MIT SMR Connections
MIT SMR Connections is the custom content creation unit within MIT Sloan Management Review.
General Electric has embraced digital technology solutions and analytics. It produces an array of offerings for customers seeking to gain value through a platform of data-intensive applications connected to machines. The company calls this its Industrial Internet. GE’s efforts to bring operational improvements powered by these technologies to oil and gas companies could have important ramifications for the industry.
The moment has been a long time in the making. Two decades ago, when crude oil prices were low, technology costs were relatively high and companies lacked incentives to invest in systems that would boost efficiency. Then, when prices rose dramatically, market forces pushed the industry to find new reserves, at the expense of high efficiency. Today, with oil prices depressed and the cost of technology low, the ROI for digital technologies and analytics is attractive. Combine this with the pressures on oil and gas firms to improve the profitability of their operations, and the time for digital technologies and analytics is now. As the case study, “GE’s Big Bet on Data and Analytics,” notes, a one-percentage-point increase in the productivity of existing assets can make a huge difference. And newer technologies offer more analytical power to crunch more data for less cost.
Although the oil and gas industry is just one group of customers for the new GE Digital unit, the fact that companies in this industry have lagged others in adopting new technologies throughout the value chain makes it both an opportunity and a challenge for GE.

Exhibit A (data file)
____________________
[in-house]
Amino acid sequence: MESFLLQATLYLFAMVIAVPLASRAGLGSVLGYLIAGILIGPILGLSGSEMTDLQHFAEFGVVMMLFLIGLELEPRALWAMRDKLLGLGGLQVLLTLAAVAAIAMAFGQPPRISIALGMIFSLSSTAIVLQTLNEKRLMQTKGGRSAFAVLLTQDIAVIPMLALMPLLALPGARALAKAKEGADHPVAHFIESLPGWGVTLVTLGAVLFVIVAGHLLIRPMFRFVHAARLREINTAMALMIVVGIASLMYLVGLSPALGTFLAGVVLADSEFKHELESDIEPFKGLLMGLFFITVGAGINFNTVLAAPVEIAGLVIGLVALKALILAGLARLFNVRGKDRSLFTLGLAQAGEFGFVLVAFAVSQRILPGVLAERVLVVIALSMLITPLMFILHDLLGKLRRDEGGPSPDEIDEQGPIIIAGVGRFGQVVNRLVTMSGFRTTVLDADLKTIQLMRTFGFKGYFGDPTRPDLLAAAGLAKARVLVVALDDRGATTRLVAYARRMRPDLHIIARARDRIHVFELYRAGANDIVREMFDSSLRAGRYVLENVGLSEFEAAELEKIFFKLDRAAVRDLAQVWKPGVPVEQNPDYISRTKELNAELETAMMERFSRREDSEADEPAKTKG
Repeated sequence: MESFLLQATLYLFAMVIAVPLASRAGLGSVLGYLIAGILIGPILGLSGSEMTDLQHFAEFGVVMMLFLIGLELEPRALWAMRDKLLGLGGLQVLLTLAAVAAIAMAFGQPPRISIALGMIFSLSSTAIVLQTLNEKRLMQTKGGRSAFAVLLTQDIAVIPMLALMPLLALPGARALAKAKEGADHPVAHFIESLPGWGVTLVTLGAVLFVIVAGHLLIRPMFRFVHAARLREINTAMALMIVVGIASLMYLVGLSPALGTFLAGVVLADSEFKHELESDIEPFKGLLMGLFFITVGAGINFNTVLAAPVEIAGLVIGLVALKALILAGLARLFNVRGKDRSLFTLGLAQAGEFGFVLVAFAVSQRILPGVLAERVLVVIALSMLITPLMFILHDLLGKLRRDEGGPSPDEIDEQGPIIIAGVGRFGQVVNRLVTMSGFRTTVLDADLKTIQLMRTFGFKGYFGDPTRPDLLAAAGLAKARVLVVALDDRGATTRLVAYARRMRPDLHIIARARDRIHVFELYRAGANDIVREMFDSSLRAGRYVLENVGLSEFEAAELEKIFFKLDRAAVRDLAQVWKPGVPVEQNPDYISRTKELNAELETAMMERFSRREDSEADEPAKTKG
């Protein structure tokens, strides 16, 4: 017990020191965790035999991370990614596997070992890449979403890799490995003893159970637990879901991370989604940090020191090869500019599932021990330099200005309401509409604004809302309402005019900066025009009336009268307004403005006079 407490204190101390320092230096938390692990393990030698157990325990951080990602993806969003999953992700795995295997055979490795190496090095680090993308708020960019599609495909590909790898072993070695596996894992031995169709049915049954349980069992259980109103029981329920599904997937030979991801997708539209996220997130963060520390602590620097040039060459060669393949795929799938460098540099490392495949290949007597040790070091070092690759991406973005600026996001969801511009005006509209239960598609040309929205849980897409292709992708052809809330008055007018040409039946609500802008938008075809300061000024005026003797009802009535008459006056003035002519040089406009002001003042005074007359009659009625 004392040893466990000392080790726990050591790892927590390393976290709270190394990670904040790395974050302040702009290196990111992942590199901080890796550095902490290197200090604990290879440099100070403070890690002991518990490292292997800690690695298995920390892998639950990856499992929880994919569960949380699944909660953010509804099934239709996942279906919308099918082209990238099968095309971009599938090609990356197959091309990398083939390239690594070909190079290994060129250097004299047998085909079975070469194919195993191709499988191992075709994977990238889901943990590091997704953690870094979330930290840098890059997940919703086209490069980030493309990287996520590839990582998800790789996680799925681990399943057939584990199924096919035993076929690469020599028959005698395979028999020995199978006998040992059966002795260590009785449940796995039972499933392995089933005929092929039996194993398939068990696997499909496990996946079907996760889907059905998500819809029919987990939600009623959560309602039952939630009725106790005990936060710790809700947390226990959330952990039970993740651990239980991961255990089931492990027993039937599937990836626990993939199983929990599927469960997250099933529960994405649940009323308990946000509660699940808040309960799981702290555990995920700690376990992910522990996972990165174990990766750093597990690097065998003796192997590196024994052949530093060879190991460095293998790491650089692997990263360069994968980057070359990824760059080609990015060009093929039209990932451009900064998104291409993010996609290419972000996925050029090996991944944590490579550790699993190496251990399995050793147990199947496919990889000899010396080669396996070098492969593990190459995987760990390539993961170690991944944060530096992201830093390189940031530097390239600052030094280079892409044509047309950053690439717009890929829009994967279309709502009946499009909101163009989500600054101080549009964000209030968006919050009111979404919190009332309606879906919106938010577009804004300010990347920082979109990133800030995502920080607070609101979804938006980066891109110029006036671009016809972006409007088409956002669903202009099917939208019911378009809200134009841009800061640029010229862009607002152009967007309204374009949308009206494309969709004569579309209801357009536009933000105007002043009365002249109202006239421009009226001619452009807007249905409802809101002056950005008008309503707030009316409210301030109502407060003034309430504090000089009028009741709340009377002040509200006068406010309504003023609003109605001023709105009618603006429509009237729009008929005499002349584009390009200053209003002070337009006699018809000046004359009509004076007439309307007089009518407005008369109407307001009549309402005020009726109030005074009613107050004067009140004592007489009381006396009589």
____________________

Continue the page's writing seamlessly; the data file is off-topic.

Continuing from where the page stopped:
The case study cites the following approaches that GE is taking to make a more efficient oil and gas industry:
A strong and flexible technology platform. GE is building out Predix, its cloud-based platform for creating Industrial Internet applications, to serve oil and gas, power and water, manufacturing, mining, healthcare, transportation, and aviation. This comes after having developed an Internet of Things operating system for its own machine data collection and analysis. As GE continues to gain experience, it can transfer great ideas from one industry sector to another through this common platform. And GE is not alone; Predix is designed to include applications from third-party developers who can apply their software innovations to the company’s Industrial Internet.
For the oil and gas industry, using proven solutions to business problems is a critical factor in any technology initiative. Notably, the Predix platform has the potential for GE to do more than demonstrate an application’s business value. It can help ease the adoption of new business processes.